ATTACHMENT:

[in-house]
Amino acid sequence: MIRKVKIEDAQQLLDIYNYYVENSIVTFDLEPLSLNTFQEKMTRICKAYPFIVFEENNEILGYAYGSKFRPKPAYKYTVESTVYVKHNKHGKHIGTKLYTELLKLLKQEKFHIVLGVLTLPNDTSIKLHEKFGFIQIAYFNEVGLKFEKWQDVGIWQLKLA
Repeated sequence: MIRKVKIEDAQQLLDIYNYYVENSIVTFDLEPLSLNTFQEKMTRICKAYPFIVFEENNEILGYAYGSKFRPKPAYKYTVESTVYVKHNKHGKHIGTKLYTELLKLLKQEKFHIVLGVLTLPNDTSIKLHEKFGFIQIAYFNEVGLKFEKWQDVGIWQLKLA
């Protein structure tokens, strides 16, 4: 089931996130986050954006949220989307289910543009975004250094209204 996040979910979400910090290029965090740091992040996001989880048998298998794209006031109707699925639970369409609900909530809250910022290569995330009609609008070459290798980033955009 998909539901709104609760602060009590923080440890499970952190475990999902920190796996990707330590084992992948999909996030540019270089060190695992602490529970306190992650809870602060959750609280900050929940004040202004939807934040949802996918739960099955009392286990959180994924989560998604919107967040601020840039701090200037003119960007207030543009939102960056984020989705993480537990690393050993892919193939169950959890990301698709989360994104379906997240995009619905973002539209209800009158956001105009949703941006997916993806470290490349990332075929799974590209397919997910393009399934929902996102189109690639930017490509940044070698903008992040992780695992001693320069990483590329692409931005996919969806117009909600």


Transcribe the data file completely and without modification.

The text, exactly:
[in-house]
Amino acid sequence: MIRKVKIEDAQQLLDIYNYYVENSIVTFDLEPLSLNTFQEKMTRICKAYPFIVFEENNEILGYAYGSKFRPKPAYKYTVESTVYVKHNKHGKHIGTKLYTELLKLLKQEKFHIVLGVLTLPNDTSIKLHEKFGFIQIAYFNEVGLKFEKWQDVGIWQLKLA
Repeated sequence: MIRKVKIEDAQQLLDIYNYYVENSIVTFDLEPLSLNTFQEKMTRICKAYPFIVFEENNEILGYAYGSKFRPKPAYKYTVESTVYVKHNKHGKHIGTKLYTELLKLLKQEKFHIVLGVLTLPNDTSIKLHEKFGFIQIAYFNEVGLKFEKWQDVGIWQLKLA
């Protein structure tokens, strides 16, 4: 089931996130986050954006949220989307289910543009975004250094209204 996040979910979400910090290029965090740091992040996001989880048998298998794209006031109707699925639970369409609900909530809250910022290569995330009609609008070459290798980033955009 998909539901709104609760602060009590923080440890499970952190475990999902920190796996990707330590084992992948999909996030540019270089060190695992602490529970306190992650809870602060959750609280900050929940004040202004939807934040949802996918739960099955009392286990959180994924989560998604919107967040601020840039701090200037003119960007207030543009939102960056984020989705993480537990690393050993892919193939169950959890990301698709989360994104379906997240995009619905973002539209209800009158956001105009949703941006997916993806470290490349990332075929799974590209397919997910393009399934929902996102189109690639930017490509940044070698903008992040992780695992001693320069990483590329692409931005996919969806117009909600």